# Interpolation function way off

I have a simple list of data points to which I would like to fit an interpolation function. However, the results given by Interpolation[] gives an oscillating function which is not warranted by the data. The data is as follows:

list = {{3.272492347489368*^-13,
3.393446032644599*^24}, {7.635815477475192*^-13,
1.1419553951933573*^25}, {1.1999138607461015*^-12,
6.25421894208354*^24}, {1.636246173744684*^-12,
6.099735099368696*^25}, {2.0725784867432662*^-12,
1.7770407891508593*^28}, {2.5089107997418487*^-12,
5.666293158766728*^30}, {2.945243112740431*^-12,
1.4673042757432113*^33}, {3.3815754257390136*^-12,
2.7847878750945815*^35}, {3.817907738737596*^-12,
3.70906787022051*^37}, {4.2542400517361785*^-12,
3.411500191373945*^39}, {4.690572364734761*^-12,
2.1558621505149318*^41}, {5.126904677733343*^-12,
9.344524755261095*^42}, {5.563236990731926*^-12,
2.771851542592801*^44}, {5.999569303730508*^-12,
5.5961200001183325*^45}, {6.435901616729091*^-12,
7.60451894430725*^46}, {6.872233929727673*^-12,
6.8161973406557206*^47}};
f = Interpolation[list];


Clearly the function should be positive and monotonic (except a small dip in the beginning) but when I try to interpolate it gives me a function that oscillates around zero.

I suspect it's because the numbers are very large and I am able to circumvent the issue by taking the log of the data and fitting to that instead so it's not a big deal. However, since Mathematica doesn't display any error messages how can I be sure that Intepolation[] gives reasonable results in general? What's going on here?

P.S. The figure is produced by (leaving out the legends)

style[scheme_, num_] :=
Table[Directive[Thick, ColorData[scheme][(i - 1)/(num - 1)]], {i, 1,
num}];
fs = Interpolation[list, Method -> "Spline"];
fh = Interpolation[list, Method -> "Hermite"];
fncplot =
LogPlot[{fs[x], -fs[x], fh[x], -fh[x]}, {x, First@First@list,
First@Last@list}, Frame -> True,
PlotStyle -> style["DarkRainbow", 4]];
dataplot =
ListLogPlot[list, Frame -> True,
PlotMarkers -> {Automatic, Small}];
Show[fncplot, dataplot]

• If you use InterpolationOrder -> 1 (instead of Spline or Hermite), then the plot looks fine. – bill s Jan 15 '16 at 12:19

This is a good example of why one should never blindly trust the numerical results of systems like Mathematica, without thinking about numerical methods that these systems use. Mathematica won't ever make numerical analysis courses obsolete.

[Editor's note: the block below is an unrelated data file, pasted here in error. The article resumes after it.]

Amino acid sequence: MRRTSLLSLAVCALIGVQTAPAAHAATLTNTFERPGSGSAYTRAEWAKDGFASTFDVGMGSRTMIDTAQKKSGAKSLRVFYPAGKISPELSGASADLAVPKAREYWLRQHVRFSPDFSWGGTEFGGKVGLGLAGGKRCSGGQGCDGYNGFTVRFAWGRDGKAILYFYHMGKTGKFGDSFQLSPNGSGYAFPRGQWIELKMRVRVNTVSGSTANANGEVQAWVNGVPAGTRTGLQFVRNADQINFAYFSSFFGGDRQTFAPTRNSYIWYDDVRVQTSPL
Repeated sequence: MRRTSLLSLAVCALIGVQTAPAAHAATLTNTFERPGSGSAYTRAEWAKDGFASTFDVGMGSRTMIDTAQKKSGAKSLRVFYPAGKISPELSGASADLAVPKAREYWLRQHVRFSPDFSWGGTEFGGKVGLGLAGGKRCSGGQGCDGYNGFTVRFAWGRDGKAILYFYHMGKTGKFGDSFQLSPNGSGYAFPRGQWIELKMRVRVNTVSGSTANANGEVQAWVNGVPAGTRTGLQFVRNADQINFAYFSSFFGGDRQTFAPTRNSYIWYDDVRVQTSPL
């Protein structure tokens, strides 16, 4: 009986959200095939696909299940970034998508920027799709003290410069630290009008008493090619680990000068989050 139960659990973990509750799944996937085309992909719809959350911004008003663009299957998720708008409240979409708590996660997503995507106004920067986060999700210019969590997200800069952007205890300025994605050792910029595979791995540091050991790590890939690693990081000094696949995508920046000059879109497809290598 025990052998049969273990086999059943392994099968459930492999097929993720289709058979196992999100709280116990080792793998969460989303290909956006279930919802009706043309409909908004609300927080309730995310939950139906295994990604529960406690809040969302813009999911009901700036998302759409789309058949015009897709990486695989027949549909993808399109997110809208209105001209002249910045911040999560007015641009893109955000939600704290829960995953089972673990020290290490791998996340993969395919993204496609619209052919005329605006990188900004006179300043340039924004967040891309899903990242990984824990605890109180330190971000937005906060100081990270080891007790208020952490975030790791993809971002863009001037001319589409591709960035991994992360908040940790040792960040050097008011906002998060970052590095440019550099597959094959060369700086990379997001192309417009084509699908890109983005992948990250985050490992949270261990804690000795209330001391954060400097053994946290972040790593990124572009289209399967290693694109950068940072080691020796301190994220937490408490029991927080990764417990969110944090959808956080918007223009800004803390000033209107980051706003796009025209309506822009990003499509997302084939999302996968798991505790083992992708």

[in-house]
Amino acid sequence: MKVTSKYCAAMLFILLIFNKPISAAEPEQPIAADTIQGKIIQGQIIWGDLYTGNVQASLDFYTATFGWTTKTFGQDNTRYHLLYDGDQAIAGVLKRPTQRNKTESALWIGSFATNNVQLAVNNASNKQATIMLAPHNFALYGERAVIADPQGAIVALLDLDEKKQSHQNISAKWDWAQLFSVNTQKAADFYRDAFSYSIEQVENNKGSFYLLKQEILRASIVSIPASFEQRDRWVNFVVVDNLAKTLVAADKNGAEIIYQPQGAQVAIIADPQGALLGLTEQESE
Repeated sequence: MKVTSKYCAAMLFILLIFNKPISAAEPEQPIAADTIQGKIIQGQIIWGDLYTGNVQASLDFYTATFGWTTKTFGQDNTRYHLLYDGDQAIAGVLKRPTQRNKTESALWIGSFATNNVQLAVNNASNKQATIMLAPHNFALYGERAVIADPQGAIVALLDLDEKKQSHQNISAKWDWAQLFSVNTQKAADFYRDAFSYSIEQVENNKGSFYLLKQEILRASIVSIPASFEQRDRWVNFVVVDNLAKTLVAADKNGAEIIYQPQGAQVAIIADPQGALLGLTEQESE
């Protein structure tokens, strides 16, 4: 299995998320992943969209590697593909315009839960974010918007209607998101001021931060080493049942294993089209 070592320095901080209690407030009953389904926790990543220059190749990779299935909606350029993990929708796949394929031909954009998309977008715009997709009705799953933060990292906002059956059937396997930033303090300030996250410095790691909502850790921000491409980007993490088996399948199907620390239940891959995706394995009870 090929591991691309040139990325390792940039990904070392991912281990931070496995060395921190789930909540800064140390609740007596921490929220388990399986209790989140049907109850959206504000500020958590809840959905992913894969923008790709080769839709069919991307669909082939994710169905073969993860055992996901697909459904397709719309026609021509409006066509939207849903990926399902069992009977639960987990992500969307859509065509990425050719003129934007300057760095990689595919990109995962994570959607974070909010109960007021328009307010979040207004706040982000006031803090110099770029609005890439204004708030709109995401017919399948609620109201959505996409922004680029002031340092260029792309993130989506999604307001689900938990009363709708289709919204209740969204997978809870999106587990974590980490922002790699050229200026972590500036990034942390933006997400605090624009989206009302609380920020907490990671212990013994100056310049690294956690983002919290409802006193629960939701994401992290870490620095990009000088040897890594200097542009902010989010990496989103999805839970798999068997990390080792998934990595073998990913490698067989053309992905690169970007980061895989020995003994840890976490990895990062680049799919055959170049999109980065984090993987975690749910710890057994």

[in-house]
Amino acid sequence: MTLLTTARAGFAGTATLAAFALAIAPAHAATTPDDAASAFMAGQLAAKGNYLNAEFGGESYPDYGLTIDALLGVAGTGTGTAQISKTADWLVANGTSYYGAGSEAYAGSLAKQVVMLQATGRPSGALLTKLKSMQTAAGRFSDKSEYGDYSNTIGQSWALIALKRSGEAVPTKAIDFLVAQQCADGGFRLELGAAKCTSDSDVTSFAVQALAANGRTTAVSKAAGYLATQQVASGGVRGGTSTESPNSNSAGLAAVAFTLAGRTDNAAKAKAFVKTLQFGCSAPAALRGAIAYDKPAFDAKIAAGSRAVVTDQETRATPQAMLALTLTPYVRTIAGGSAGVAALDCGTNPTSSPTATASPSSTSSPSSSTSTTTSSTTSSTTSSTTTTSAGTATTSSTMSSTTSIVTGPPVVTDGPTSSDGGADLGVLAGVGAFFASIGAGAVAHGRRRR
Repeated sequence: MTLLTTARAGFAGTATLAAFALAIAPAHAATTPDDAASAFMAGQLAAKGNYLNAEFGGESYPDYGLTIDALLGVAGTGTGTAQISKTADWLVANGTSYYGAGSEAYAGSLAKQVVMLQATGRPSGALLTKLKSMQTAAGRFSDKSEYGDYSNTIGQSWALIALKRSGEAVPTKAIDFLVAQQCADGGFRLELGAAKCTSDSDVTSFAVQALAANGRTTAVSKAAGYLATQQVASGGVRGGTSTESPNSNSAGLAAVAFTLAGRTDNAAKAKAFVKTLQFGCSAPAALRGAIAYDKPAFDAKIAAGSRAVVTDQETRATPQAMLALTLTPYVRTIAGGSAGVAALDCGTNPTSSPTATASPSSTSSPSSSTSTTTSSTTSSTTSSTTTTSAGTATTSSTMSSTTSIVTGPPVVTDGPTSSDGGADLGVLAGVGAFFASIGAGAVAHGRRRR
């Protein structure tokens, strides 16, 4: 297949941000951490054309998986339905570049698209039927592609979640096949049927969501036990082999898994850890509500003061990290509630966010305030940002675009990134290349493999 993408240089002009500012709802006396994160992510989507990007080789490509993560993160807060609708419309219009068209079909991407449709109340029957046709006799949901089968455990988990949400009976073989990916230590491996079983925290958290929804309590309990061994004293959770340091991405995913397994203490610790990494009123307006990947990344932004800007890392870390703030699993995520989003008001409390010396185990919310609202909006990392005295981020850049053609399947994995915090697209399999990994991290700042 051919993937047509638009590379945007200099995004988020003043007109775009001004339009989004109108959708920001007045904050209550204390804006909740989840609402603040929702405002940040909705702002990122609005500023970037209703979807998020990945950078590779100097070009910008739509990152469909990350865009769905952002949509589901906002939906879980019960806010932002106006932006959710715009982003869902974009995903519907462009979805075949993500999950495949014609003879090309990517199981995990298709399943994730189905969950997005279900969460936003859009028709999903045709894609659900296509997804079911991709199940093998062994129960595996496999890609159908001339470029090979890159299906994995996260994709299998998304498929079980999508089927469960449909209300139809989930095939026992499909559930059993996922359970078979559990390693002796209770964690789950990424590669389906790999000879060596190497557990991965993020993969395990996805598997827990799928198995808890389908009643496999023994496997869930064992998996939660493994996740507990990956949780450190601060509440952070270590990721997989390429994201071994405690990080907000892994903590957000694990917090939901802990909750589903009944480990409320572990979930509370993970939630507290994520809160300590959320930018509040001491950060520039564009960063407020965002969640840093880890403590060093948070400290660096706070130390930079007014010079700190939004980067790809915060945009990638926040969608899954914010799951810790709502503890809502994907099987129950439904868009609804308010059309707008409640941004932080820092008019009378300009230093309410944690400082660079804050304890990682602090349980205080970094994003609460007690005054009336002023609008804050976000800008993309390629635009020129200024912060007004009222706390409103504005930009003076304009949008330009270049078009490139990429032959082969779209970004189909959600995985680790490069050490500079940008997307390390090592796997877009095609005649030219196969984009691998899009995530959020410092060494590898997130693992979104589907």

Most interpolation methods use piecewise polynomials, and assume slowly varying smooth functions. Your data has extreme exponential variation. It won't be possible to reproduce this extreme variation with any accuracy by stitching together low order polynomials.

The correct approach, as you mention, is to interpolate the logarithm of the data (f = Interpolation[{#1, Log[#2]} & @@@ list]).

To see how things go wrong otherwise, let's look at a simple example. Let is try to approximate an exponential with a 2nd order polynomial.

a = 1;

pts = {{0, 1}, {1, Exp[-a 1]}, {2, Exp[-a 2]}};

f = Interpolation[pts, InterpolationOrder -> 2];

Plot[{Exp[-a x], f[x]}, {x, 0, 2},
Epilog -> {Red, PointSize[Large], Point[pts]}]


So far it looks good. Let is now force variations over orders of magnitude (just like your data) by increasing a to 5.

The polynomial "overshoots" and takes negative values between the 2nd and 3rd interpolation points. Actually when plotting things on a linear vertical scale, this seems to make sense. The 2nd and 3rd points are both effectively zero, at least if we care only about the differences in their values.

However, you are plotting your data on a log-scale (you care about the ratios of values, not differences). The interpolation function constructed on a linear scale is not at all "way off" if we look at it on a linear scale. It gives values very close to zero, which is fine. It looks "way off" only on a log-scale. The solution (as you mentioned) is to interpolate on a log-scale.

I don't think Mathematica should give warnings in these cases. It is after all just applying the interpolation method as specified. It is up to the user to think about whether this type of interpolation makes sense for the given scenario.

• +1 for the first and last paragraphs alone. (I could not give more than that, though). – Peltio Jan 14 '16 at 14:46
• Thank you for a swift and informative answer. – Philo Jan 14 '16 at 15:33
• Interpolation[pts, Method->FindFormula], on version 15.3.1, will probably work much better (for cases with a little more than three points...)! – P. Fonseca Jan 15 '16 at 12:47